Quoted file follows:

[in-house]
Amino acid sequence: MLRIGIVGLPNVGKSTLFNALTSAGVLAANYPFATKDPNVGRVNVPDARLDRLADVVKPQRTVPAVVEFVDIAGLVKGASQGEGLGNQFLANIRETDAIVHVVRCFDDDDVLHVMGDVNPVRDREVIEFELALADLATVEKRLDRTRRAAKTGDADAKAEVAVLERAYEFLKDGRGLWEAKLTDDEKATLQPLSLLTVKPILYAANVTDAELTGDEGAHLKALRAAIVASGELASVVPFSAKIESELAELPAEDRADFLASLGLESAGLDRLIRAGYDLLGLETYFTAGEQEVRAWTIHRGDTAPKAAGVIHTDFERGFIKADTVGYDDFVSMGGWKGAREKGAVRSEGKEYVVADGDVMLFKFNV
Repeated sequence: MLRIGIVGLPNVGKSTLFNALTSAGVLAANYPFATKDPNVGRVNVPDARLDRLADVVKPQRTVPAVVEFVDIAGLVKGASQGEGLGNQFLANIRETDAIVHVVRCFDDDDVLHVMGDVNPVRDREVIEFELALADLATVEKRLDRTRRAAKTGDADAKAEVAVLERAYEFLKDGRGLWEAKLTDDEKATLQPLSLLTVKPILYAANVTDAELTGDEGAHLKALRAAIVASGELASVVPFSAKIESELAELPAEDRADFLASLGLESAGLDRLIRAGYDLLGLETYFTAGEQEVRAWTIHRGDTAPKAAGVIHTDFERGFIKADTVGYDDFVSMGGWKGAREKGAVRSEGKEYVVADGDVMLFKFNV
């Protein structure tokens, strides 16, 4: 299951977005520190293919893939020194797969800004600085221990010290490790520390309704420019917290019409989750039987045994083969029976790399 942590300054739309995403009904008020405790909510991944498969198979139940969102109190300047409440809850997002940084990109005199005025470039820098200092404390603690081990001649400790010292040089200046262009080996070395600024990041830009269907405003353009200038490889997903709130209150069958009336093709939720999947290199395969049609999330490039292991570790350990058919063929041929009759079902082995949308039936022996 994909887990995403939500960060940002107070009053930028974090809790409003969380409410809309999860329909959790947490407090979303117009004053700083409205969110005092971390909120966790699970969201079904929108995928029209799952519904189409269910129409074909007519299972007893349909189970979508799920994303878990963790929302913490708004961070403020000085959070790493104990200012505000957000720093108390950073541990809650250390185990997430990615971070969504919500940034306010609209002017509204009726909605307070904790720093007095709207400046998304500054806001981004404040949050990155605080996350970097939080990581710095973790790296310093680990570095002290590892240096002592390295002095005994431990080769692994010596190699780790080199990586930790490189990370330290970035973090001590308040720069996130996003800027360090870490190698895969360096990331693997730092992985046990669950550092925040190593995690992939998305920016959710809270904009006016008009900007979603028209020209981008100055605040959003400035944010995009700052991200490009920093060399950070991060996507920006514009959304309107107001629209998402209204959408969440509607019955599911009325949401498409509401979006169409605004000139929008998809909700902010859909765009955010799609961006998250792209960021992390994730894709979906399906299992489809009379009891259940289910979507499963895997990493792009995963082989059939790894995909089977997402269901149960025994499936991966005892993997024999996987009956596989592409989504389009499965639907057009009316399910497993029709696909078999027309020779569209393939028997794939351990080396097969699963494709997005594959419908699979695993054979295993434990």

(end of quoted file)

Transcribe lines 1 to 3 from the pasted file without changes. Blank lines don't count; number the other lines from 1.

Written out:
[in-house]
Amino acid sequence: MLRIGIVGLPNVGKSTLFNALTSAGVLAANYPFATKDPNVGRVNVPDARLDRLADVVKPQRTVPAVVEFVDIAGLVKGASQGEGLGNQFLANIRETDAIVHVVRCFDDDDVLHVMGDVNPVRDREVIEFELALADLATVEKRLDRTRRAAKTGDADAKAEVAVLERAYEFLKDGRGLWEAKLTDDEKATLQPLSLLTVKPILYAANVTDAELTGDEGAHLKALRAAIVASGELASVVPFSAKIESELAELPAEDRADFLASLGLESAGLDRLIRAGYDLLGLETYFTAGEQEVRAWTIHRGDTAPKAAGVIHTDFERGFIKADTVGYDDFVSMGGWKGAREKGAVRSEGKEYVVADGDVMLFKFNV
Repeated sequence: MLRIGIVGLPNVGKSTLFNALTSAGVLAANYPFATKDPNVGRVNVPDARLDRLADVVKPQRTVPAVVEFVDIAGLVKGASQGEGLGNQFLANIRETDAIVHVVRCFDDDDVLHVMGDVNPVRDREVIEFELALADLATVEKRLDRTRRAAKTGDADAKAEVAVLERAYEFLKDGRGLWEAKLTDDEKATLQPLSLLTVKPILYAANVTDAELTGDEGAHLKALRAAIVASGELASVVPFSAKIESELAELPAEDRADFLASLGLESAGLDRLIRAGYDLLGLETYFTAGEQEVRAWTIHRGDTAPKAAGVIHTDFERGFIKADTVGYDDFVSMGGWKGAREKGAVRSEGKEYVVADGDVMLFKFNV